Canada Dollar Falls to Four-Week Low on U.S. ShutdownJohn Detrixhe and Joseph Ciolli
Canada’s dollar fell to a four-week low against its U.S. counterpart as a government shutdown in its largest trading partner continued and the nation’s trade deficit unexpectedly widened in August as imports rose to a record.
The currency was weaker versus all of its 16 major peers even as a report showed the nation’s housing starts last month exceeded forecasts. The International Monetary Fund cut its global economic outlook for this year and next as capital outflows further weaken emerging markets and warned that a U.S. government default could “seriously damage” the world economy.
Markets are waiting for “U.S. lawmakers to come back and make an announcement with respect to the U.S. budget impasse,” Brad Schruder a director of foreign exchange at Bank of Montreal, said by phone from Toronto. “The existing ranges have held” in dollar Canada trading.
The loonie, nicknamed for the image of the aquatic bird on the C$1 coin, declined 0.5 percent to C$1.0368 per U.S. dollar at 5 p.m. in Toronto, reaching the weakest level since Sept. 10. One Canadian dollar buys 96.45 U.S. cents.
“The main market force is the U.S. shutdown,” Alfonso Esparza, senior currency analyst in Toronto at the online currency trading firm Oanda Corp., said in a telephone interview. “Globally, the economy is growing, but slowing more than expected. Some of the emerging markets are a bit of a concern and it’s a bit of a commodity play.”
Currency swings as measured by the JPMorgan Global Volatility Index fell to 8.73 percent, the least since May. The measure reached a high this year of 11.96 percent on June 24.
Canada’s benchmark 10-year government bond yields were little changed at 2.56 percent. The 1.5 percent securities maturing in June 2023 lost three cents to C$90.98.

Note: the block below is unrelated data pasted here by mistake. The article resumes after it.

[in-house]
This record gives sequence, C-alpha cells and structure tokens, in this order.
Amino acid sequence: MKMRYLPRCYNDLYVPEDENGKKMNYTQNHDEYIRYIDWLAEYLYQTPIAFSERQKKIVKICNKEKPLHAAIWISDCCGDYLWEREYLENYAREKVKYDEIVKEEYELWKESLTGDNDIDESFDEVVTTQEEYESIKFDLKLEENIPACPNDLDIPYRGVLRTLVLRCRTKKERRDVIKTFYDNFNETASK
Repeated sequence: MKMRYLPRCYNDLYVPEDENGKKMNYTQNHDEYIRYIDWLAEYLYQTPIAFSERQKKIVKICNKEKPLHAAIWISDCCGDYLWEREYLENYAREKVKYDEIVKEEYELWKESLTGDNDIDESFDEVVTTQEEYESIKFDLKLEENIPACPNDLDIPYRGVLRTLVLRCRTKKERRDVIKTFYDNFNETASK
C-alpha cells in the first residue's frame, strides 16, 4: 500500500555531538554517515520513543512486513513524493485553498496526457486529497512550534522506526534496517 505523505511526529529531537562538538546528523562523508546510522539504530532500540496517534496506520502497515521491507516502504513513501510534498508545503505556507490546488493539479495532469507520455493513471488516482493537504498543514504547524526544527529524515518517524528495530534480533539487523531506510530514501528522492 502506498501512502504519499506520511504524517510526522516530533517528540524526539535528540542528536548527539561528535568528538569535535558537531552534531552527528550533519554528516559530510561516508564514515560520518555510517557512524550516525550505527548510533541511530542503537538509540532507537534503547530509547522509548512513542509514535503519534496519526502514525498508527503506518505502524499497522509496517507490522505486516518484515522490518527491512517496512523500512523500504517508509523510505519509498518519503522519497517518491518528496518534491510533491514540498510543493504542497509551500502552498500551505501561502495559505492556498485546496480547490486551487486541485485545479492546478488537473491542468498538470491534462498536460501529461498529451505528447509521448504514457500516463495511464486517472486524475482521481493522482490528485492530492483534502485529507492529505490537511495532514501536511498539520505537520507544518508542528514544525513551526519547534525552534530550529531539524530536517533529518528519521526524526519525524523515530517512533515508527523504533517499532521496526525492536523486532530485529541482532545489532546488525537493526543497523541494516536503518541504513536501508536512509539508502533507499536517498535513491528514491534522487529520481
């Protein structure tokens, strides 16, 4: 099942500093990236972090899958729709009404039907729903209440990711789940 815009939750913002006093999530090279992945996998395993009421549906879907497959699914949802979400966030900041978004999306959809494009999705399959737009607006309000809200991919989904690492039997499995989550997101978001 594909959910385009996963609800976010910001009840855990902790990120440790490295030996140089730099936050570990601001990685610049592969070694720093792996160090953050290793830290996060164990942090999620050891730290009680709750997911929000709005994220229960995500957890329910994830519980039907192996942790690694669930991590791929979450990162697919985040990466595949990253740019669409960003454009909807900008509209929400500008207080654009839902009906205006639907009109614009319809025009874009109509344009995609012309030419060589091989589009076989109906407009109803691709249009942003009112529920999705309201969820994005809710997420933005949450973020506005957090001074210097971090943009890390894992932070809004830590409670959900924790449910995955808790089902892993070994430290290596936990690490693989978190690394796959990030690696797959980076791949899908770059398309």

Canada plans to sell C$2.7 billion ($2.6 billion) of three-year bonds tomorrow, according to the Bank of Canada. The securities mature in February 2017.
Canada’s trade deficit widened even as exports to the U.S. that reached the highest since the end of 2011.
The August deficit increased to C$1.31 billion and July’s shortfall was raised to C$1.19 billion from an initial C$931 million, Statistics Canada said today in Ottawa. The deficit exceeded all 20 economist forecasts in a Bloomberg survey that had a median estimate of C$700 million.
Canada housing starts increased 5.3 percent to 193,637 units at a seasonally adjusted annual pace in September, up from 184,000 the month before, Ottawa-based Canada Mortgage & Housing Corp. said on its website. That compared with economists’ forecast of 185,000, according to the median of 21 responses to a Bloomberg News survey.
“We’ve been in a very tight range,” Camilla Sutton, head of currency strategy at Bank of Nova Scotia, said by phone from Toronto. “Housing starts were a little stronger than expected, but they didn’t really change the overall trend. The focus is on the U.S. government shutdown and how it relates to Fed policy and growth outlook.”
The Canadian dollar has lost 2.4 percent this year against nine developed-market peers tracked by the Bloomberg Correlation-Weighted Index. The U.S. dollar is up 2.5 percent, while the Australian currency fell 8 percent.
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